Boise State Football

Boise State football focuses on stopping option early and often

It should come as no surprise to anyone watching the Boise State football team the past two seasons that it needs to improve on defending Air Force and New Mexico’s option offenses.

The Broncos are 1-3 in their past four games against the Falcons and Lobos, losing to both last season and yielding 36.3 points per game in those four matchups.

With that in mind, Boise State has put in plenty of work this spring on the option.

“It’s a lot more than we have before,” defensive coordinator Andy Avalos said.

Following Saturday’s scrimmage, Avalos said the final week of spring practices, which conclude Monday following Saturday’s Spring Game, have been spent looking at ways to slow down the option. Junior quarterback Tommy Stuart has been the primary man taking the snaps against the first-team defense, junior linebacker Joe Martarano said.

“It’s been a big point of emphasis, the most we’ve worked on it since I’ve been here, which I think is something we needed,” he said.

Coaches hope working on the option this spring will have a residual effect.

“It’s a different deal,” Boise State coach Bryan Harsin said. “... It’s something where spending time on it and doing it a little bit, you have a chance to tweak it, and have some things on film for the guys to look at in the summer. When it does get to the games, those are different styles. You have really three days to prepare for it (game week). If you can sprinkle some of that in throughout, it’s going to have hopefully a better effect when you recall it during that week.”

Though the offense no doubt must hold up its end of the bargain against those teams, not turning the ball over or giving the ball back quickly, the defense is fired up to show it can defend the tricky offensive system.

“We’re improving a lot. You can see it on film. I think we’re doing a really good job with it, getting on it early so we can take it to them during the season,” sophomore linebacker Leighton Vander Esch said.

NCAA rule against satellite camps could hurt Broncos

Another head-scratching move from the NCAA came Friday when it announced football teams’ satellite camps will be ended immediately.

The camps were used by schools in key recruiting areas to allow them to evaluate high school players in their home area, also helping the potential recruits who may not be able to afford to fly to the school for their hosted camps or for unofficial visits. Now, schools can only host camps on their campus. The Broncos’ camp will be held in June.

Boise State had scheduled at least six satellite camps this summer in California, Texas, Washington, Oregon and Utah.

Two years ago, the Broncos held their first such camp in Texas, and last summer had a pair in California. Among those that passed through the Broncos’ camp in Long Beach was defensive back DeAndre Pierce, who signed in February.

“That’s how I got Boise State and how you can expose yourself to college coaches without paying expenses. Stupid,” he tweeted.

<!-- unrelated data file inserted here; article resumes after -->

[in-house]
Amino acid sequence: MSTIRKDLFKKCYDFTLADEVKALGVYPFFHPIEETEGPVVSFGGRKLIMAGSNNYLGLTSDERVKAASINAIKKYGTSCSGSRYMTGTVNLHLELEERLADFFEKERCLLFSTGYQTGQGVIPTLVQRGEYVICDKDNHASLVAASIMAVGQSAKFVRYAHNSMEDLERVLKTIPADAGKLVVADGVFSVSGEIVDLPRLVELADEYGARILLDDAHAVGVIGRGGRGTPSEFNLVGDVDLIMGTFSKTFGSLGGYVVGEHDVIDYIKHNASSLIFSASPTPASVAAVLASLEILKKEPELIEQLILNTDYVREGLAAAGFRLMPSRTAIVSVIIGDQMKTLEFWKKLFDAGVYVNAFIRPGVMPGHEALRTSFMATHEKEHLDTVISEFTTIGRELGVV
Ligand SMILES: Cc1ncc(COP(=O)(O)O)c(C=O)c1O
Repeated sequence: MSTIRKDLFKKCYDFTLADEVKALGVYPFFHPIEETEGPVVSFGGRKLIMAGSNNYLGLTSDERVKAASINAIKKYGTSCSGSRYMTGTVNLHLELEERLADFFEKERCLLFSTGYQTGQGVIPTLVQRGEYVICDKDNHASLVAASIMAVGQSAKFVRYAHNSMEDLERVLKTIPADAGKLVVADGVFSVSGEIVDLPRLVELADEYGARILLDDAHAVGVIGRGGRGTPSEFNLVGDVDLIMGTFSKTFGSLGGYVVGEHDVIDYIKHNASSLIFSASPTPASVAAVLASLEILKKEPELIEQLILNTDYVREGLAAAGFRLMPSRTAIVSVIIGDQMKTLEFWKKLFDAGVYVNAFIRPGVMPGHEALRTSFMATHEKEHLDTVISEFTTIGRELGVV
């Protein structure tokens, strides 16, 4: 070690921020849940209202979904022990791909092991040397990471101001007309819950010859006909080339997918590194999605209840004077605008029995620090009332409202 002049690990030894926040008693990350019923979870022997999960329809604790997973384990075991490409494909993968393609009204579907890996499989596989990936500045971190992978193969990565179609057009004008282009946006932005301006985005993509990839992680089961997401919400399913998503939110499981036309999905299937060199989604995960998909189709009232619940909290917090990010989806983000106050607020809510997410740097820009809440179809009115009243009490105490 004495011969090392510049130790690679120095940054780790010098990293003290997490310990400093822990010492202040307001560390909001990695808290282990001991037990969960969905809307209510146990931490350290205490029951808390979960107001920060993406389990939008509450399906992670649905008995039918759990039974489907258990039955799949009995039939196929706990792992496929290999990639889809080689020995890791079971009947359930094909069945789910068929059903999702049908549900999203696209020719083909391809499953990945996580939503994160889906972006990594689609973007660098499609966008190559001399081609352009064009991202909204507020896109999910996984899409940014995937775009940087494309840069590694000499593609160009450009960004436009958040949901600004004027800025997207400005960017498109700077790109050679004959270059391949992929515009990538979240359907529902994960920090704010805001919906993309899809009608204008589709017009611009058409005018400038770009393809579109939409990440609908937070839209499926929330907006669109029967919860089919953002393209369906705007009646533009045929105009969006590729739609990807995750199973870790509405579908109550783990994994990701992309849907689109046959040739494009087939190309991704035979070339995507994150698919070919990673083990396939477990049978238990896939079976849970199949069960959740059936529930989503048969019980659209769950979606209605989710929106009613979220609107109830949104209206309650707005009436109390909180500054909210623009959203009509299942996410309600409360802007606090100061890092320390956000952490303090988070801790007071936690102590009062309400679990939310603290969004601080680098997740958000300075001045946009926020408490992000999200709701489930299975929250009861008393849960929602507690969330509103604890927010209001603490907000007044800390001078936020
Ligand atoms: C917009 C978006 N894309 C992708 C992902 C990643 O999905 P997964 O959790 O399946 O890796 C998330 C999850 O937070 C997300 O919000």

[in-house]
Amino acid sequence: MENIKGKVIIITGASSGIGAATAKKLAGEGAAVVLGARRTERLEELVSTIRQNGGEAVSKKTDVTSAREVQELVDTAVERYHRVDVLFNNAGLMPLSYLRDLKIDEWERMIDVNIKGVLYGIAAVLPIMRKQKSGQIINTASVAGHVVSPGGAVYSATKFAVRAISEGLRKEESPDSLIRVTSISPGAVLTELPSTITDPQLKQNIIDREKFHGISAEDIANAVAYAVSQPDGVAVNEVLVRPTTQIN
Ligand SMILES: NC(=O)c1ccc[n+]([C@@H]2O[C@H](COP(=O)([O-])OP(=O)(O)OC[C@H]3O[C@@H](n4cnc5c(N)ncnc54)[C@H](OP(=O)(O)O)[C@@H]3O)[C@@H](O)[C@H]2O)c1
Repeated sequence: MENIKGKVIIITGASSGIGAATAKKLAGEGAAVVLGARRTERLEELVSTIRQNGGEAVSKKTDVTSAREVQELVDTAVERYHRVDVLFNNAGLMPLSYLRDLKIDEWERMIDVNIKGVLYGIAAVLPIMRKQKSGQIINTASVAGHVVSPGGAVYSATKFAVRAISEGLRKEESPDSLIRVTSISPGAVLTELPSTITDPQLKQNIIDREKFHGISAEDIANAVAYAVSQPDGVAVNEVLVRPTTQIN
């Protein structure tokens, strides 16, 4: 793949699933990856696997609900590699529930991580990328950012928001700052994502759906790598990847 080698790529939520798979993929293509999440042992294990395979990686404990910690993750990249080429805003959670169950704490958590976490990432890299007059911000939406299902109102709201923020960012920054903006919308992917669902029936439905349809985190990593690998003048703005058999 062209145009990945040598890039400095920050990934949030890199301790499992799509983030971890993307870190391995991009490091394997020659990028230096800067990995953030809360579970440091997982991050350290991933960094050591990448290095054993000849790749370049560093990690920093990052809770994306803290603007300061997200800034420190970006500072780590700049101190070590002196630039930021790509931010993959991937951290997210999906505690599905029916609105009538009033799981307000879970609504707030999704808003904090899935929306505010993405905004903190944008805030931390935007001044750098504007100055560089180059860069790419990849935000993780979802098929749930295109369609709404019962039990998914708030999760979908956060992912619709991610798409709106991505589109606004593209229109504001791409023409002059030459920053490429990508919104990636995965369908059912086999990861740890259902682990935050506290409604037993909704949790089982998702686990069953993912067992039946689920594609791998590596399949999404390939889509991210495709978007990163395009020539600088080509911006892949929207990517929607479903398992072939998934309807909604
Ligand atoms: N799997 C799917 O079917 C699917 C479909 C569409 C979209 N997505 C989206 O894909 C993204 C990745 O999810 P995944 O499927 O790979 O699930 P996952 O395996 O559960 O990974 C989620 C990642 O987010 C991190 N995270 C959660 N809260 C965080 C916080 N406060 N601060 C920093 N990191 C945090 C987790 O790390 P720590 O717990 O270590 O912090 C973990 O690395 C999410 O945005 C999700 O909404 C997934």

A big winner in the ruling, as usual, is the SEC and most southern-based power conferences, which had raised complaints last year when Michigan coach Jim Harbaugh and staff held camps in Alabama, Florida, Texas, Indiana, Pennsylvania and California. Surprisingly, the Mountain West voted to end satellite camps, according to ESPN’s Brett McMurphy.

Last May, Harsin was supportive of satellite camps when asked about it soon after the Harbaugh story gained steam.

“It’s a good idea, because it’s easier for us to get to areas than it is for everybody to get to us,” Harsin said. “I understand not every conference does it, so there are issues for some coaches ... it gives us an opportunity to get out and work with other coaches. If it changes and everybody’s on the same page, then you’re back to where it was, trying to bring people to your campus, which ultimately is what we want to do, it just isn’t always feasible.”

At ‘steak’ in the spring game

Boise State’s spring game kicks off at 5 p.m. Saturday at Albertsons Stadium. The offense will take on the defense. The winning team gets a steak dinner, the losing team gets foil-wrapped hot dogs. The game will consist of four 10-minute quarters. Following a 12-minute halftime, the third and fourth quarters will feature a running clock.

Here is the scoring system:

Offense

6 points — touchdown; 3 points — field goal; 3 points — fourth down conversion; 2 points — 20-plus-yard play; 1 point — PAT

Defense

6 Points — touchdown; 3 Points — turnover; 3 points — fourth down stop; 2 Points — three-and-out; 2 Points — sack; 1 Point — field goal inside red zone

Dave Southorn: 208-377-6420, @IDS_southorn

Boise State Spring Game

▪ When: 5 p.m. Saturday, Albertsons Stadium

▪ Tickets: Tickets are $10 per person, available at the Boise State athletic ticket office or at BroncoSports.com/tickets; $5 tickets for fans who bring non-perishable canned food item to Idaho Foodbank (3562 S. TK Ave.) between 11 a.m. and 2 p.m. Saturday.

▪ Parking: Complimentary parking is available in the stadium’s east lot and Lincoln Garage.

▪ Schedule: Bronco Walk scheduled for 3 p.m. from the Caven-Williams Indoor Sports Complex around the south side of stadium; gates open at 4 p.m.; pre-game ceremony to honor Lyle Smith, who turned 100 on March 17.

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